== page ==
Data from the schools I have worked with shows the effectiveness of the Literacy Footprints program. In one rural Tennessee school, 75% of students came into kindergarten labeled ‘at-risk’; those students received two Beginner Steps lessons per day and completed the alphabet tracing routine daily. After one year of guided reading instruction, all of those ‘at-risk’ kindergartners entered first grade reading on grade level. At a Wisconsin school I advised, struggling readers received guided reading twice a day. After one year of using Literacy Footprints, the school reduced special education referral rates in kindergarten through second grade from 7–8% to just 1.37%.

My data also directed me to solutions for students who cannot be seen by an interventionist, Reading Recovery teacher, or a Title teacher for a second daily dose of reading instruction. In those cases, teachers should utilize the 10-minute one-on-one lesson plan. Data from that same Wisconsin school showed that many students eligible for Reading Recovery services who received the 10-minute lesson in place of Reading Recovery (due to limited resources) were able to reach grade-level reading proficiency by the end of first grade. These students received a second dose of guided reading daily from classroom teachers who utilized the 10-minute plan in a one-on-one lesson. Lo and behold, their learning gaps had closed at the end of first grade! Following Literacy Footprints and giving students two daily doses of guided reading lessons can undoubtedly help students to reach grade-level proficiency in reading and close their learning gaps!”

I hope these stories inspire you and your team to look at your data and think about what you can learn from it. What changes might you make to improve your students’ access to and knowledge of literacy? I want to know! Leave me a comment or connect with me on social media.

Teaching Tip: Collecting and Using Data to Inform Teaching

Posted on

Many years ago, I was sitting in the Columbus, Ohio, airport after presenting at the National Reading Recovery conference. I eavesdropped on a conversation across the aisle, and that’s how I met Maryann McBride, a Reading Recovery Teacher Leader from Virginia. She was showing Excel data about Reading Recovery students to a group of teachers sitting next to her. From that first encounter, I discovered that Maryann is an amazing storyteller. She can even make a spreadsheet sound exciting, and this particular one made a profound impression on me. Maryann was collecting weekly data on Reading Recovery students’ text level and writing vocabulary from all the teachers she supported in her huge district. Maryann had started to use that data to pinpoint students who might not accelerate, even though they’d been in their intervention program just a few weeks. The data helped her make decisions about when more support was needed. I thought this might work for my site. My geographically diverse western Massachusetts region ranged from a small disadvantaged urban district to tiny hill-town schools in the Berkshire mountains. I used Maryann’s techniques to help my team drastically improve our ability to support teachers.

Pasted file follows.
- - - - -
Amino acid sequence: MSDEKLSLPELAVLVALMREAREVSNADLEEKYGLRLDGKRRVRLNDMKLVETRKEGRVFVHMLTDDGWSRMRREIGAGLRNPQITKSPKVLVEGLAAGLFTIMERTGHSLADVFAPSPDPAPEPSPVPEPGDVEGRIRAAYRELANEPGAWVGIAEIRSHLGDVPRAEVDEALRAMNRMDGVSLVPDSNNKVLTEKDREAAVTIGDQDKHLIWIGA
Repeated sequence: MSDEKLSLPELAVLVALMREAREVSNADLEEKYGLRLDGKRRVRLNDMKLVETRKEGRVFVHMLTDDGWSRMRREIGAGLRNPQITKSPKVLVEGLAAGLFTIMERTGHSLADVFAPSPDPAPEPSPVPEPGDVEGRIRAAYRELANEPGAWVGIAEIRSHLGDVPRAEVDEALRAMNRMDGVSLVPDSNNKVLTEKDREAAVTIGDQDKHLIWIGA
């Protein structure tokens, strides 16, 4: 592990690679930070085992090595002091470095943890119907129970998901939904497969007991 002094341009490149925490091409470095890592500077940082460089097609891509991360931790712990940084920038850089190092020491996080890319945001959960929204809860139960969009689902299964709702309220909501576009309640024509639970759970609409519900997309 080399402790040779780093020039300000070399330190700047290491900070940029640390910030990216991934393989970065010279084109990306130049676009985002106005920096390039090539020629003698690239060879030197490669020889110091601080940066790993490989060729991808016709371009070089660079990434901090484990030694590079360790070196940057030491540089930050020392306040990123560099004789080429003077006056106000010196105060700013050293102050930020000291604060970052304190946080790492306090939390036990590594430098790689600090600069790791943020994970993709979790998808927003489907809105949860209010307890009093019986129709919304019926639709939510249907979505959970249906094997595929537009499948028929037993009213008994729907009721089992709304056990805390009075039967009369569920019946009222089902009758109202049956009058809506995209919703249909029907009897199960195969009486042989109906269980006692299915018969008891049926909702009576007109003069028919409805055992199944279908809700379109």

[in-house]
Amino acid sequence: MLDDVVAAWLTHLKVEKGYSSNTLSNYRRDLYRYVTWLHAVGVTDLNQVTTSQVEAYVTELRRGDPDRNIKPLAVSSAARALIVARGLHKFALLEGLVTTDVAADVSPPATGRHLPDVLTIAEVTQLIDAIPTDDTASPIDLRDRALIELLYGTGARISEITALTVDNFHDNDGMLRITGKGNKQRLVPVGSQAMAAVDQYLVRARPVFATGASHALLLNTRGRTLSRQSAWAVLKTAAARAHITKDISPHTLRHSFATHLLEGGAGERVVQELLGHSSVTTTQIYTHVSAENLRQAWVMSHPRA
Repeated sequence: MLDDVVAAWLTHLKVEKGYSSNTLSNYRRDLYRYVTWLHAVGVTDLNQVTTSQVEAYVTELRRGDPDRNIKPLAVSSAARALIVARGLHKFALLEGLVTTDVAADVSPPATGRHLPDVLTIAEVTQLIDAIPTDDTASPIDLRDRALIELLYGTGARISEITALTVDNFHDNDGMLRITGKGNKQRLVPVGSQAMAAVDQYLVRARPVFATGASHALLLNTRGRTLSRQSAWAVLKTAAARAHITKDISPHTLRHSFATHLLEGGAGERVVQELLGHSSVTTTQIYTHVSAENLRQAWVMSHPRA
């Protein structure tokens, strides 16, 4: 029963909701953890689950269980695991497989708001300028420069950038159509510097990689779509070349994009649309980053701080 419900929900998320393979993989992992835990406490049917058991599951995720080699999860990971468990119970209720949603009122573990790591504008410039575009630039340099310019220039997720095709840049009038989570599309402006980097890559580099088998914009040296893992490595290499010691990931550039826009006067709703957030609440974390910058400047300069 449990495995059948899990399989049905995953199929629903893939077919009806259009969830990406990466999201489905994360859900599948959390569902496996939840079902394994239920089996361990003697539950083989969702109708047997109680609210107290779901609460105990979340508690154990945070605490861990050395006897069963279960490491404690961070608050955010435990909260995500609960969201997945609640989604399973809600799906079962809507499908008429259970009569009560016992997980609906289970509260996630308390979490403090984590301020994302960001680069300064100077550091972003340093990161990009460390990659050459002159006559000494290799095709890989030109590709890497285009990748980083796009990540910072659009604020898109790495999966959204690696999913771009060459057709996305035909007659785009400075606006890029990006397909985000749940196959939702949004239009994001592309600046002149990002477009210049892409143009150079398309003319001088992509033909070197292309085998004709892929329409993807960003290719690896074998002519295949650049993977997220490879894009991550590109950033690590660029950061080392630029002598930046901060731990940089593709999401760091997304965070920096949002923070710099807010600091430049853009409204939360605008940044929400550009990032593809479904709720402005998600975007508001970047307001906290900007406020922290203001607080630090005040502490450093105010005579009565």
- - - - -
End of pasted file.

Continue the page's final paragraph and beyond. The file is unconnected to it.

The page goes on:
The important thing about data is that we use it to help us make informed decisions. Too often data is used just to judge success or failure. Many teachers have shared their experiences with me over the years, and I’m excited to pass their data-driven methods on to you.

Let’s start with one from Amy Ferris, who collected data and used it to improve individual student reading and writing opportunities. Amy is a literacy interventionist in a kindergarten-only school in Richmond, Kentucky. A large number of their students come to school with meager letter knowledge. This past summer, Amy attended Jan Richardson’s and my Literacy Footprints Institute. Amy’s school also began using the Literacy Footprints guided reading system that Jan and I developed. In the video below, Amy shares the data that she and her colleagues began to collect this fall and the results they are getting using Literacy Footprints strategies. I love the outside-the-box thinking that Amy and her team are using and I think you will too!

If you’d like to see the letter tracing technique that Amy talks about, check out Jan Richardson’s demonstration of it on in the ABC Book video on literacyfootprints.com. You can also find the student-sized ABC book used in the video on pioneervalleybooks.com.

I hope Amy’s story inspires you and your team to look at your data and think about what you can learn from it. What changes might you make to improve your students’ access to and knowledge of literacy?

Teaching Tip: Cause and Effect in the Classroom

Posted on

Teaching students how to locate cause and effect in the text can help them learn how to analyze relationships between people, events, and ideas. To begin, introduce cause and effect to students using very simple stories. Familiar tales such as The Three Little Pigs can provide a great starting point. After reading the book, ask students, What caused the wolf to blow down the first little pig’s house? (They’ll be able to tell you that the little pig did not let him come in).

Once students read at level N or higher, you can begin to ask them to think of their own What causedquestions. Prepare your lesson by writing What caused on some sticky notes, then placing one on a few pages in each student’s book. After they finish reading a page, ask students to write a What causedquestion on the sticky note.